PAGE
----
Review: Water for Coffee


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A caffeine molecule (image: Christopher Hendon.)

[T]he West Coast boasts an impressive collection of renowned roasters and cafés, and tourists, especially coffee pros, delight in the opportunity to take coffee home. But what if they live somewhere like Texas, where water has a much higher dissolved mineral content than it does along the Pacific? Barista skills aside, it’s exceedingly difficult to replicate the quality and flavor profile of coffee brewed in a Portland café without insight into the mineral makeup of your local water. But why?

After a read through the book Water for Coffee, you’ll be able to answer that question. For science nerds, education advocates, and coffee lovers in pursuit of perfect extraction, Water for Coffee elucidates water’s crucial role in brewing and extraction.

Authored by Maxwell Colonna-Dashwood and Christopher Hendon, Water for Coffee combines the expert knowledge of a seasoned, competitive barista and an MIT post-doctoral chemist. Whether your background is founded more strongly in coffee or in chemistry, the collective voice of Colonna-Dashwood and Hendon presents practical education for scientists and coffee enthusiasts alike.

(Image: courtesy of Christopher Hendon and Maxwell Colonna-Dashwood.)

Pointing out challenges of current industry conventions (such as the heavy reliance on IC-TDS meters, which quantify dissolved mineral concentration without insight to mineral identity), Hendon and Colonna-Dashwood offer guidance to overcome debilitating water issues faced in roasting, café settings, and at home. By exploring scientific principles governing chemical interactions in the context of coffee, Water for Coffee fosters a deep appreciation for water’s comprehensive influence on each drop of extraction.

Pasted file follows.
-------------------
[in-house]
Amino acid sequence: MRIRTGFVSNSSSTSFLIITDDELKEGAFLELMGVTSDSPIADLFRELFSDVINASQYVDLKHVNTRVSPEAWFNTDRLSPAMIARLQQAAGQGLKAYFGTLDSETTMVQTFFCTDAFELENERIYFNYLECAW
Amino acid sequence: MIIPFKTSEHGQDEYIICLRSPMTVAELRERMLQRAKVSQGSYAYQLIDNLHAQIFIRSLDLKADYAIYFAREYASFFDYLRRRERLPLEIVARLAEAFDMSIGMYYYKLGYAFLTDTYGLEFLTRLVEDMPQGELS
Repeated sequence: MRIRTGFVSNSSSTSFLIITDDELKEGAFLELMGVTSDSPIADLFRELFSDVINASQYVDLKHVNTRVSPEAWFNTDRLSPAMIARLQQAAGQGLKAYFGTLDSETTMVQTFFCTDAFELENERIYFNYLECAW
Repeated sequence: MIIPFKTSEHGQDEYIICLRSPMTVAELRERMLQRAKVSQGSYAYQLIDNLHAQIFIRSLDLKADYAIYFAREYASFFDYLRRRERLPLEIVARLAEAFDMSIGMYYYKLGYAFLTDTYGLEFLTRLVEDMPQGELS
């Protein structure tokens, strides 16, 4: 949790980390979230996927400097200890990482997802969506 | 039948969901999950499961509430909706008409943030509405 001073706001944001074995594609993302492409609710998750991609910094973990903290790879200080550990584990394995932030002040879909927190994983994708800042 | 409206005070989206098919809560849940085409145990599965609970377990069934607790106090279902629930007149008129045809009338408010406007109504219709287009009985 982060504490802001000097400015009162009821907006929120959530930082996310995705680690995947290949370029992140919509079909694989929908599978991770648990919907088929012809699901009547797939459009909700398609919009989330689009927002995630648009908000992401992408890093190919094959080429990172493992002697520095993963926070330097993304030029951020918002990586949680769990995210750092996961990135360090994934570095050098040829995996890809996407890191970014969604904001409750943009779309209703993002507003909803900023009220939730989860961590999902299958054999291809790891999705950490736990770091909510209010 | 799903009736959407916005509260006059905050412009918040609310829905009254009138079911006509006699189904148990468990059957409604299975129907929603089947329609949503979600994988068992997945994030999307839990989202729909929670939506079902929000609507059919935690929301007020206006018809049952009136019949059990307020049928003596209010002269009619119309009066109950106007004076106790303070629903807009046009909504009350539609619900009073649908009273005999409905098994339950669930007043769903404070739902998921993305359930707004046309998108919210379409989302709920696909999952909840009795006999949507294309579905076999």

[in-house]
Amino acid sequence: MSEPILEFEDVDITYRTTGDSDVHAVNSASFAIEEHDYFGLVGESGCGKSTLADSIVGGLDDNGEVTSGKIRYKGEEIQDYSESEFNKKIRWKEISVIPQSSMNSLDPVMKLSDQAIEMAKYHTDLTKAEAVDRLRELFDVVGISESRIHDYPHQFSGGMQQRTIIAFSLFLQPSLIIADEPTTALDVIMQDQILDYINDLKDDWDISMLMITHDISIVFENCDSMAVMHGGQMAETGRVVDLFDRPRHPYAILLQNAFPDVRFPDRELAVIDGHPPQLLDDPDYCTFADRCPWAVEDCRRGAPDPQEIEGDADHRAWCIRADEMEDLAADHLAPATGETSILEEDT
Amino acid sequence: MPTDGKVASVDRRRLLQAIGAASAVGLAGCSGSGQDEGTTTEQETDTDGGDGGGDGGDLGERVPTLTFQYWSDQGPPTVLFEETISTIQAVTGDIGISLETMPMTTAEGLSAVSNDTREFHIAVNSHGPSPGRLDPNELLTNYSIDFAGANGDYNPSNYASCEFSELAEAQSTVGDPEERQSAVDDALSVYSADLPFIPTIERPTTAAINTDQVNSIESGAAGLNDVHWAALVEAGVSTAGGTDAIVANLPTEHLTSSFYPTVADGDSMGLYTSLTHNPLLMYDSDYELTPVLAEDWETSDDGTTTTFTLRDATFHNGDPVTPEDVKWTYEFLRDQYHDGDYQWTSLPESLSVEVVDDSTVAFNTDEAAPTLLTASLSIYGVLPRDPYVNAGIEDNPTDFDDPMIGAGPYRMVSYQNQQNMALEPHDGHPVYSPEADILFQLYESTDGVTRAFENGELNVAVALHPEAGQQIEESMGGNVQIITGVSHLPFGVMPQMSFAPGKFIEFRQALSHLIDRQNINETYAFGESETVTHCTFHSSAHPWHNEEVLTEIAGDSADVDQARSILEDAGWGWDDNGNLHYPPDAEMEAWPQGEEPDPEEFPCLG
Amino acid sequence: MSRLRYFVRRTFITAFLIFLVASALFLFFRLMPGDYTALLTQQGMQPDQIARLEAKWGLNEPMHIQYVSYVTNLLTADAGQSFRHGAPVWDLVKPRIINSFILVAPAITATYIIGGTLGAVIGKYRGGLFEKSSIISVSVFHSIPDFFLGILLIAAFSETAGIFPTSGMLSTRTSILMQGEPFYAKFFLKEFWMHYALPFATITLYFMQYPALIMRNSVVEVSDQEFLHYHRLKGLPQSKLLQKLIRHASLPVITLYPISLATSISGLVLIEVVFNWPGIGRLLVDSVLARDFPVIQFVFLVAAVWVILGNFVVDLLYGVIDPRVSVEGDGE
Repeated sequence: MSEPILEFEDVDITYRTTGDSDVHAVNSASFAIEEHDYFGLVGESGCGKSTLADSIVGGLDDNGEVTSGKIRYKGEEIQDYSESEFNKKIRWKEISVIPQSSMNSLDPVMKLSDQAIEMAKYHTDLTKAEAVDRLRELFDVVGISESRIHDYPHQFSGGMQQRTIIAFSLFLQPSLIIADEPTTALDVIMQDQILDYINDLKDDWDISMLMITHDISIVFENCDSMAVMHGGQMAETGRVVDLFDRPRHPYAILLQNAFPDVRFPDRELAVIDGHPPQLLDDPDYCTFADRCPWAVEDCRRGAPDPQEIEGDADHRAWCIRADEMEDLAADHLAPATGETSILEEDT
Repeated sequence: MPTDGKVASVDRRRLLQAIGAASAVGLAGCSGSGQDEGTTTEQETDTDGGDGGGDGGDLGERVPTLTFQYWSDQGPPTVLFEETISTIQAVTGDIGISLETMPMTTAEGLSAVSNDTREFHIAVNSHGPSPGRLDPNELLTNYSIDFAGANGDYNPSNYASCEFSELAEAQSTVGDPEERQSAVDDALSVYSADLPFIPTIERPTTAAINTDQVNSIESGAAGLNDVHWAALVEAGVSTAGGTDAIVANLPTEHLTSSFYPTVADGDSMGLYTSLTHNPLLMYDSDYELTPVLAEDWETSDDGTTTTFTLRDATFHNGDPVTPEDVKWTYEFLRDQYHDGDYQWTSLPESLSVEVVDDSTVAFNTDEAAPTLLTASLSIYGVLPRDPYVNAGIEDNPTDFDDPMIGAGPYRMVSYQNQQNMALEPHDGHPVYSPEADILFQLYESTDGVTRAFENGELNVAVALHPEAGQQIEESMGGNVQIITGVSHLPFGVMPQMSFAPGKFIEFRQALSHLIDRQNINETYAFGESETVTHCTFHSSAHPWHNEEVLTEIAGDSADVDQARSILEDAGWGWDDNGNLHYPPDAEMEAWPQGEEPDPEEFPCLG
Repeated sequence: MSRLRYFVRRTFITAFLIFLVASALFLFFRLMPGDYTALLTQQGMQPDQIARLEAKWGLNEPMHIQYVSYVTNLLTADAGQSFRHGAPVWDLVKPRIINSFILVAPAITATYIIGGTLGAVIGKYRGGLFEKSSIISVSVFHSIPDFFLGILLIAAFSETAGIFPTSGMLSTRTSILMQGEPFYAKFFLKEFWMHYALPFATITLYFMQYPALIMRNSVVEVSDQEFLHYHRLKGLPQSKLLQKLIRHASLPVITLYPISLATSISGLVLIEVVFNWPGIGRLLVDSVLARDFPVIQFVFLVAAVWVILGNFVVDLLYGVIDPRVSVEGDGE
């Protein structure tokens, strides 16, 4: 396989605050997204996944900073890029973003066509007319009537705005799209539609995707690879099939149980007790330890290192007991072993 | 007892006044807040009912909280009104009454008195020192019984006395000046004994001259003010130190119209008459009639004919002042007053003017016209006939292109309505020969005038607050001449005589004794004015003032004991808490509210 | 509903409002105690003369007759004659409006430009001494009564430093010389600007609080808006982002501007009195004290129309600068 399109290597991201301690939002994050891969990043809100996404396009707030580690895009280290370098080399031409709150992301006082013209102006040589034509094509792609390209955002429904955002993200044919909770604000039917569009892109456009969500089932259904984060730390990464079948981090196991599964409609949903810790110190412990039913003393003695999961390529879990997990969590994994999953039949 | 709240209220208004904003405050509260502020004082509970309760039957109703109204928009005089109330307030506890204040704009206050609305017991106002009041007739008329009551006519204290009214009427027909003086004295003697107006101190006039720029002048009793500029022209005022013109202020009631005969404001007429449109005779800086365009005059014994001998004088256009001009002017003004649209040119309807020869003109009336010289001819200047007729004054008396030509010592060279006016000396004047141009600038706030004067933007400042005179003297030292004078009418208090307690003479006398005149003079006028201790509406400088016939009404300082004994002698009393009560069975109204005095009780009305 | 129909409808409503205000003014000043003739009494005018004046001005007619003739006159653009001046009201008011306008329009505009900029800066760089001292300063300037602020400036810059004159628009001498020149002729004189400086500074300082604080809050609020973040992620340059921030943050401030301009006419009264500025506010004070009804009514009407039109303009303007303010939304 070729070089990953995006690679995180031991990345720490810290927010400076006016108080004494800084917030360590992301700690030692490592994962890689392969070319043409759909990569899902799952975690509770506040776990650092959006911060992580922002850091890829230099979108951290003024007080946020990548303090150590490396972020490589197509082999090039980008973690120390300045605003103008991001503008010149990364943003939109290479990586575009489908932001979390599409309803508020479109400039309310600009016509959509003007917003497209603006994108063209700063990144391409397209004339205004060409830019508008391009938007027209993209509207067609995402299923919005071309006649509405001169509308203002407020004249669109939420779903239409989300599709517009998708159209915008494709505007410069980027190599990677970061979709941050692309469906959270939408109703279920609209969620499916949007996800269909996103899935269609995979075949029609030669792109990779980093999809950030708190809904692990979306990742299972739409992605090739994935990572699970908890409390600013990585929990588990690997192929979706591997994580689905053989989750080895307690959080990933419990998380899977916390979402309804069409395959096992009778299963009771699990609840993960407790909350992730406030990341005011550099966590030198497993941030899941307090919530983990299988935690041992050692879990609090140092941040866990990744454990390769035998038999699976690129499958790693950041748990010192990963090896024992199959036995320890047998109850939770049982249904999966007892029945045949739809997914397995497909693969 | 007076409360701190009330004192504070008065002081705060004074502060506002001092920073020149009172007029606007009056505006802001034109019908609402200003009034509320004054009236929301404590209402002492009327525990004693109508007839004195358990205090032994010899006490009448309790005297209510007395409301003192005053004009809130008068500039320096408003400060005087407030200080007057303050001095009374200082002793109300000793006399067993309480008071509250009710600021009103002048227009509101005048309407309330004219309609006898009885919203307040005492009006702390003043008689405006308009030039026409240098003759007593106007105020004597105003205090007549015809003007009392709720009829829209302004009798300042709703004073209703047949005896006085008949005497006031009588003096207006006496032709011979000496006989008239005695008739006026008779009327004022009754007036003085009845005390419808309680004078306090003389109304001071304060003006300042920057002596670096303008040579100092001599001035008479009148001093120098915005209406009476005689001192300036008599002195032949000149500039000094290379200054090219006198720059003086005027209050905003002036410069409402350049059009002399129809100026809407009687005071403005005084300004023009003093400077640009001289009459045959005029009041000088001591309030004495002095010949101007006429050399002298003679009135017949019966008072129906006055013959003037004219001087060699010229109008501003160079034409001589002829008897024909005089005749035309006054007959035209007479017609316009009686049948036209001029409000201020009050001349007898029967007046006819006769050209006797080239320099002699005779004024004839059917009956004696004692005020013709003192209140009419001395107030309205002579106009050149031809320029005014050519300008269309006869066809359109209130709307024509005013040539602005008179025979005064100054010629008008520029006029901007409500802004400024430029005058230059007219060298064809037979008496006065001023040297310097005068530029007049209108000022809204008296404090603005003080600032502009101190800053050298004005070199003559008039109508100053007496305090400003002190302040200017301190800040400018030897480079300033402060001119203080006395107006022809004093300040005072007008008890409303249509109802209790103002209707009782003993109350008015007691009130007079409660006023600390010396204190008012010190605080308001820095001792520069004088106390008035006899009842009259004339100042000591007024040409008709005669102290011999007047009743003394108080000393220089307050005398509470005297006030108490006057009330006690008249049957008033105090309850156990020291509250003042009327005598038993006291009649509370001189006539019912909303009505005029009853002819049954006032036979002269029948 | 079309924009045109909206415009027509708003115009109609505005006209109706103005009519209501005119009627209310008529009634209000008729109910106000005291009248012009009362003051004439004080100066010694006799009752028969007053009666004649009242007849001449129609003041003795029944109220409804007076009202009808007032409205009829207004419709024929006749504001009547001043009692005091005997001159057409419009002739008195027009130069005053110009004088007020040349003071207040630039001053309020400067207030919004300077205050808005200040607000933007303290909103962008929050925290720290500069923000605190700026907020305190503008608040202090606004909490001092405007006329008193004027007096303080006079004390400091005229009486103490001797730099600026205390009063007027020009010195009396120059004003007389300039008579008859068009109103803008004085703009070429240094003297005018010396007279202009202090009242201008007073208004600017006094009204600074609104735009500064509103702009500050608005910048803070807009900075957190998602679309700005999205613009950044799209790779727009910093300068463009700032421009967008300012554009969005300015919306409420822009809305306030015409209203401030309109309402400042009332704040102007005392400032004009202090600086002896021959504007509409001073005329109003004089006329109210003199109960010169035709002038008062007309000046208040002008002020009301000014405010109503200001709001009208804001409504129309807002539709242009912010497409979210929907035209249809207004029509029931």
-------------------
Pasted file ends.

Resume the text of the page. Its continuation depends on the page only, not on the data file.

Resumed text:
Understanding your water isn’t as simple as getting a TDS reading and filtering out sediment; the particular makeup of those dissolved solids heavily influences the interaction of coffee and water. Beginning with short courses in chemistry and physics, Colonna-Dashwood and Hendon provide foundational knowledge of water’s properties and the behavior of dissolved minerals. The science lessons are supplemented with practical applications in the café: methods for measuring dissolved mineral concentrations, filtration options for manipulating water makeup, specifications for brewing, and case studies from the industry.

Working through the book’s highly technical pages, I found myself grateful (finally) for the hours spent studying physics and chemistry in my college days: this book is certainly not for the faint of scientific heart. But for those who want to delve into coffee’s technical side, each chapter of Water for Coffee holds rewarding nuggets of knowledge and encouraging commentary for those seeking a better product.

Water for Coffee is available through

Ellie Bradley is Fresh Cup‘s associate editor.

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